Dec
30
Tue
Old Crow Medicine Show @ Ryman Auditorium
Dec 30 @ 7:30 PM – 11:00 PM

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On September 17, 2013 Old Crow Medicine Show received the great honor of being inducted as the newest members of the historic Grand Ole Opry. Other highlights from the year included winning the Grammy Award for “Best Long Form Music Video” for the film Big Easy Express, and having their classic single, “Wagon Wheel”, receive the RIAA’s Platinum certification for selling over 1,000,000 copies.

The band got its start busking on street corners in New York state and up through Canada, winning audiences along the way with their boundless energy and spirit. They eventually found themselves in Boone, North Carolina where they caught the attention of folk icon Doc Watson while playing in front of a pharmacy. He immediately invited the band to play at his MerleFest, helping to launch their career. Shortly thereafter the band relocated to Nashville for a residency at the Grand Ole Opry, where they entertained the crowd between shows.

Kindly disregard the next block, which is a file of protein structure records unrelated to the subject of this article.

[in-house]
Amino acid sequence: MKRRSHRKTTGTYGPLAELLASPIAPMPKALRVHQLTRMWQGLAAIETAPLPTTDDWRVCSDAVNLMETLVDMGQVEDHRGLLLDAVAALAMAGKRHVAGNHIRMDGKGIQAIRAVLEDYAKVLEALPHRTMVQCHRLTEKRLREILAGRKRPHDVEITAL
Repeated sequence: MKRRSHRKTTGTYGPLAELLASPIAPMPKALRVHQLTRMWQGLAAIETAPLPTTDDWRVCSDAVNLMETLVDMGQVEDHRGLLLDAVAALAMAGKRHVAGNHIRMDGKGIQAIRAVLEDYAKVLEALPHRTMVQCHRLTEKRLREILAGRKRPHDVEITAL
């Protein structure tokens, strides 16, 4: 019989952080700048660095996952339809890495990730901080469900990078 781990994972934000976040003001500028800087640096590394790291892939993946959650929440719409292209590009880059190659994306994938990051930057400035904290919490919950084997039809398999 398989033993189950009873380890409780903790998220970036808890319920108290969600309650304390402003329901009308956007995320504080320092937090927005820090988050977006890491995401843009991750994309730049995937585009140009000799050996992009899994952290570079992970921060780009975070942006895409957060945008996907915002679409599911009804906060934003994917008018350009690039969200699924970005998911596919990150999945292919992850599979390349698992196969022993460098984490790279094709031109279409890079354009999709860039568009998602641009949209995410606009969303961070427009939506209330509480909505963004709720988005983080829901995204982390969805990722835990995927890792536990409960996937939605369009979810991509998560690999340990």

It’s been nearly fifteen years since these humble beginnings, and the band has gone on to tour the world, sell over 800,000 albums, become frequent guests on A Prairie Home Companion, and play renowned festivals like Bonnaroo, Coachella, and the Newport Folk Festival.

In 2011 Old Crow found themselves embarking on the historic Railroad Revival Tour with Mumford and Sons, and Edward Sharpe and the Magnetic Zeros. This tour had the bands riding a vintage train from California to New Orleans, playing shows along the way. The magic of this musical excursion across America’s vast landscape is captured in the Emmet Malloy directed documentary, Big Easy Express.